The Philippines is more than capable to tap this huge opportunity and address this demand. In 2021, the Philippines yielded more than 70,000 (73,867) metric tons of fresh Durian, with Davao Region as the top producer after covering 78% of the total Durian production. The country has a well-established Durian market in Thailand, Malaysia, Singapore, Hongkong, and South Korea.
“This huge Chinese market for fresh Durian and other related produce is seen as a great opportunity for the Philippines,” PTIC-Shanghai Commercial Counselor Glenn Peñaranda said.
“It’s been quite evident that Chinese consumers have developed this keen appetite for fresh Durian. With China being the Philippines’ largest trading partner, it’s only fitting that we seize this opportunity and put our best foot forward in providing aid to our local Durian farmers. Our longstanding trade partner is cradling a huge market waiting to be tapped,” he added.
The Department of Agriculture (DA) set a new milestone after the first batch of Philippine Durian was exported to China in April to May this year, shipping a total of 586 metric tons of fresh Durian which directly penetrated Huizhan market in Shanghai and Gaobeidian market in Hebei Province for the northern market, especially Beijing. This momentous trade deal is expected to generate USD 150 million worth of revenue according to the Bureau of Plant Industry (BPI).
“This is a significant progress that comes with vast economic potential. Following the export of fresh Durian along with other agricultural produce, we are given the opportunity to generate more exports to China and to also promote collaboration including investments in production and the value chain. That is why our participation in this year’s edition of CIIE can be likened to opening a treasure trove. Not only that it enhances bilateral trade relations between China and the Philippines but also forges stronger ties between the two countries,” Mr. Peñaranda explained.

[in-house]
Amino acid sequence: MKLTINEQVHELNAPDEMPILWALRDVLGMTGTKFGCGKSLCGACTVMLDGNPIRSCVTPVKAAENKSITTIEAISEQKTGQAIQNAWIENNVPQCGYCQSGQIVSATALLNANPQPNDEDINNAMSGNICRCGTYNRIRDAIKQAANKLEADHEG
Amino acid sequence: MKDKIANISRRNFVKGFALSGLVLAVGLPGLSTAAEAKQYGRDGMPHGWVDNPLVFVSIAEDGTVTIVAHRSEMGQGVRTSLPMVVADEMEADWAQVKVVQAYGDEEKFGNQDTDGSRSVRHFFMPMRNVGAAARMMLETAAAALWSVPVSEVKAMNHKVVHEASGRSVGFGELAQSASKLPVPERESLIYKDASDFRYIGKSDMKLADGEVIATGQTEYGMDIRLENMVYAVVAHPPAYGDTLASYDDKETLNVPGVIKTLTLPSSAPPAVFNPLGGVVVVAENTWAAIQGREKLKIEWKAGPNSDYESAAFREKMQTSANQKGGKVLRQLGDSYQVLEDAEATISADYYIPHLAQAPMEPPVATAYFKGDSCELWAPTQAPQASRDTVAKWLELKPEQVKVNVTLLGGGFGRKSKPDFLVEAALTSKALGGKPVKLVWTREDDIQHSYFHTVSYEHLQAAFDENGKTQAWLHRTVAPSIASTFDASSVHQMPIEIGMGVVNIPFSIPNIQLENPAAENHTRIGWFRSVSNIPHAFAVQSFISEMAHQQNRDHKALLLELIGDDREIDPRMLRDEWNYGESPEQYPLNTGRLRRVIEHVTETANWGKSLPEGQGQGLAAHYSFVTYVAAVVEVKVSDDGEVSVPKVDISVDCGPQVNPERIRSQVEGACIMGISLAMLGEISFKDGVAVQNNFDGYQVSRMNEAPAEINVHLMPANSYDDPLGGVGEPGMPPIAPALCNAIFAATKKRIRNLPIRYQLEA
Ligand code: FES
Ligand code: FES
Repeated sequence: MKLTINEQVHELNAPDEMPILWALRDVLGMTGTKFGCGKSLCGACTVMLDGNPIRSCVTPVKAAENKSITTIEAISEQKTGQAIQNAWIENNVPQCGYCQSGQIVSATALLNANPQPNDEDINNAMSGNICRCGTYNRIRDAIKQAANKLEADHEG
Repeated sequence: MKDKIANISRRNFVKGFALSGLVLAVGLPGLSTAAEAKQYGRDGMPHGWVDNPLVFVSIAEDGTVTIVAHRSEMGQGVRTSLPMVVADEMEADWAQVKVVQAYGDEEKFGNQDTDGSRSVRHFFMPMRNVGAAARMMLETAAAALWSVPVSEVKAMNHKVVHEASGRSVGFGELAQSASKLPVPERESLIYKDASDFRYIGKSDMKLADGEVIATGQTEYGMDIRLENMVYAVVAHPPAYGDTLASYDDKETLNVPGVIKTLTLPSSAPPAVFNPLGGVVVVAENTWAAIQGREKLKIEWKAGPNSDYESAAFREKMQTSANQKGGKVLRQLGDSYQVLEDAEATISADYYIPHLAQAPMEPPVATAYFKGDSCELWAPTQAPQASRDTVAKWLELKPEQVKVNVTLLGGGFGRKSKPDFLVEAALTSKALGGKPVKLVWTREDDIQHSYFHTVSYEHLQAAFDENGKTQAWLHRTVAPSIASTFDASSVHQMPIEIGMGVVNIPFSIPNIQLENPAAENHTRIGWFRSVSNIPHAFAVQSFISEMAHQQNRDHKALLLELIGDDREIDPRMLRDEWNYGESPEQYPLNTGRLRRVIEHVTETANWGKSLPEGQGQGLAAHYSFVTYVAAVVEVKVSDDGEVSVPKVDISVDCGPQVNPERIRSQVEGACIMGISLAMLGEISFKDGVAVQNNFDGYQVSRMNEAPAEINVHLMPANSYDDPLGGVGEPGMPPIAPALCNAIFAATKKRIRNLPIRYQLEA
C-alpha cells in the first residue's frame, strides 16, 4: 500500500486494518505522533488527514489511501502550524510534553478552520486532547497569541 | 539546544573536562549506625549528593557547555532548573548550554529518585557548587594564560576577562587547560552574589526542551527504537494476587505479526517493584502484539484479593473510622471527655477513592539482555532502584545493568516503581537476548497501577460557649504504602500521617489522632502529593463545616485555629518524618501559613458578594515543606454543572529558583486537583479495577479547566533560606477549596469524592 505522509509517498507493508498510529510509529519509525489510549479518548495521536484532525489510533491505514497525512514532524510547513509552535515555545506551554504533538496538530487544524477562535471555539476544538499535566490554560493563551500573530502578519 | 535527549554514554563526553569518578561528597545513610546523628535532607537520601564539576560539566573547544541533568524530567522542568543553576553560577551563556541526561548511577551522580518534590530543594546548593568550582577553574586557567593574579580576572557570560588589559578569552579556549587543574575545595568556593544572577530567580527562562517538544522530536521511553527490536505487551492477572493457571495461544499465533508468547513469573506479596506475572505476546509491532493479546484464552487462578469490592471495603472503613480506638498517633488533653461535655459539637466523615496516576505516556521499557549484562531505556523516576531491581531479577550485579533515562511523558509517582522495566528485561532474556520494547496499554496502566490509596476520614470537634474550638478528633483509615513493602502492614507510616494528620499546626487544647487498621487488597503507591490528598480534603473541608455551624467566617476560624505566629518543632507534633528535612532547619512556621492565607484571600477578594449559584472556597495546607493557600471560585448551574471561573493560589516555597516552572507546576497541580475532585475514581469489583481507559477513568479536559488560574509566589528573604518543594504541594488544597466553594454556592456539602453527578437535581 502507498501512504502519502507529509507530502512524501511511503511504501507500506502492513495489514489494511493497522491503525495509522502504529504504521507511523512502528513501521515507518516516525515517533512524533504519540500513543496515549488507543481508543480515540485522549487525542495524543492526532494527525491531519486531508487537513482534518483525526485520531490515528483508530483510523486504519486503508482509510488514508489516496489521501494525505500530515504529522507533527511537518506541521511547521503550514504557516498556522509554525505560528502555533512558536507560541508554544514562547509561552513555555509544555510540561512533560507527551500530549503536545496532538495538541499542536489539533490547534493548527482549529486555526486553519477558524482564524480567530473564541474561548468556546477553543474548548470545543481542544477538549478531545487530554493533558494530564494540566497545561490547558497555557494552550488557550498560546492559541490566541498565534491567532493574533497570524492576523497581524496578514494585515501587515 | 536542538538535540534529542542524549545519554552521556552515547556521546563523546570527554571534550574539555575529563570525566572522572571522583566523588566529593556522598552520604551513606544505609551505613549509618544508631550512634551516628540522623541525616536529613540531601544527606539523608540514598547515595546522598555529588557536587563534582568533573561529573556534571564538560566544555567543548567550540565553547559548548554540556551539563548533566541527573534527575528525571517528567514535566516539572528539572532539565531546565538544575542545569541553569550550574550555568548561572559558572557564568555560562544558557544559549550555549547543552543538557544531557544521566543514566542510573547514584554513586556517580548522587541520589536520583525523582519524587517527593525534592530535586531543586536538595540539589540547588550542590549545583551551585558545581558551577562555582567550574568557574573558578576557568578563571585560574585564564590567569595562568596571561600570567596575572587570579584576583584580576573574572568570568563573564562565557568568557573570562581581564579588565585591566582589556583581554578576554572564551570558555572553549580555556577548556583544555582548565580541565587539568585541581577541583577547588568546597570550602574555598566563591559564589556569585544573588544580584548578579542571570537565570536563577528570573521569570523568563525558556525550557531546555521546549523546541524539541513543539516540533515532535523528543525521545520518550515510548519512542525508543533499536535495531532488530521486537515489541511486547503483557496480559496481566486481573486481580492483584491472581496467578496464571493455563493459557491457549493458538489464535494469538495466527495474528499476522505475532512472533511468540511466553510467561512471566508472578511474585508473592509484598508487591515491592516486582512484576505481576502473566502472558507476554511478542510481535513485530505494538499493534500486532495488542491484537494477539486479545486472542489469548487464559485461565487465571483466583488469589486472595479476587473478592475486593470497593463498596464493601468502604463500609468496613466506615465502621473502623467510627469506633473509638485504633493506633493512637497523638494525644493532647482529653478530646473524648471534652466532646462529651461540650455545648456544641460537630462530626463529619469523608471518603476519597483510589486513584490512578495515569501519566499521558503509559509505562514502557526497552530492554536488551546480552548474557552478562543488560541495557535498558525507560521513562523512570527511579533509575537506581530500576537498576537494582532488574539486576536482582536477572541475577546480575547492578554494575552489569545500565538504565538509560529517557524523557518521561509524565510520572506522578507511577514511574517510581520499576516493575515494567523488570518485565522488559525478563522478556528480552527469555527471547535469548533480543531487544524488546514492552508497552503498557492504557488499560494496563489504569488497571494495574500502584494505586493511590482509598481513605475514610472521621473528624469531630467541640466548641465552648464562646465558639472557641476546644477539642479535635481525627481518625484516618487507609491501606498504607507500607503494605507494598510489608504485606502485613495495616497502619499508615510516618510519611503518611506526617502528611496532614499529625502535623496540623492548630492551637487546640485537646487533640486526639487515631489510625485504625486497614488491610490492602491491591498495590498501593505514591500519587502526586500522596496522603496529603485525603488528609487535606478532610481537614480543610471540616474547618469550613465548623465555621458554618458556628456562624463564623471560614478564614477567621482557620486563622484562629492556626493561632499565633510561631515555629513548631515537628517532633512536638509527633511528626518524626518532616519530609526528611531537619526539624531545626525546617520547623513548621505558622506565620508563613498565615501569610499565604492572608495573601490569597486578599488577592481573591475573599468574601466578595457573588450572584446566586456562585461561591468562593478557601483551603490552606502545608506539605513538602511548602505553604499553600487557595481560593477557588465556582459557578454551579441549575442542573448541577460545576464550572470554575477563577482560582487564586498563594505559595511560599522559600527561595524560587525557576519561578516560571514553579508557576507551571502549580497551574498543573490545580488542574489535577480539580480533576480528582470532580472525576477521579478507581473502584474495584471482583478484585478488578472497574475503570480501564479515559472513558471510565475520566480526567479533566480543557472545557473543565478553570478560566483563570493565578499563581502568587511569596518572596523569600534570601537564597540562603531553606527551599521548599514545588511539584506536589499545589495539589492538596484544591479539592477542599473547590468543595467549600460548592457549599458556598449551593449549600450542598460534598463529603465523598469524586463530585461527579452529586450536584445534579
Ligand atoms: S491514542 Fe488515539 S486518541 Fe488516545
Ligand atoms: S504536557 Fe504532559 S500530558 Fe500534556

According to Agriculture Counselor Ana GM B. Abejuela of the DA-OAC in Beijing, the Philippines’ homegrown Durian variety, which slightly edged out its competitors, took a warm reception from the Chinese consumers.
“Consumers who tasted the Philippine Durian, especially the golden Puyat, said that the taste is closer to Musang King, Malaysia’s Durian and the most expensive durian in China. Thus, having Philippine Durian at a much lower price than Musang King is a double delight for the Philippine Durian buyers and consumers. It tastes great at an affordable price,” AC Abejuela said.
The Philippine Pavilion, which is located at booth no. 1.1C3-01, will be housing an array of delectable fresh produce along with an innovative line up of processed food products. A combination of returning and neophyte exporters, 16 local business enterprises will be at the forefront to push the boundaries and put onto the table a diverse selection of fine-tasting agricultural produce which includes fresh Durian, Coconut and other related products, Mango, and Coffee among others. The country pavilion will, likewise, offer fun and healthy snacks such as Banana Chips, Dried Mangoes, Coconut Products and the like.
The participating exhibitors comprising the Philippine delegation are Century Pacific Agricultural Ventures, Inc.; Fisher Farms, Inc.; Lionheart Farms Philippines Corporation; Profood International Corporation; Republic Biscuit Corporation; Sam Lim Corporation; See’s International Food Mfg. Corporation; Avante-Agri Products Philippine, Inc.; Durian Industry Association of Davao City; Eng Seng Food Products; Eng Seng Group of Companies, Inc.; Excellent Quality Goods Supply Company; Gerb Golden Hands; Maylong Enterprises Corporation; Gacayan General Merchandise; and SQ Fresh Fruit Corporation.
The Philippine participation in CIIE 2023 is made possible through CITEM’s partnership with Philippine Airlines, the country’s official flag carrier.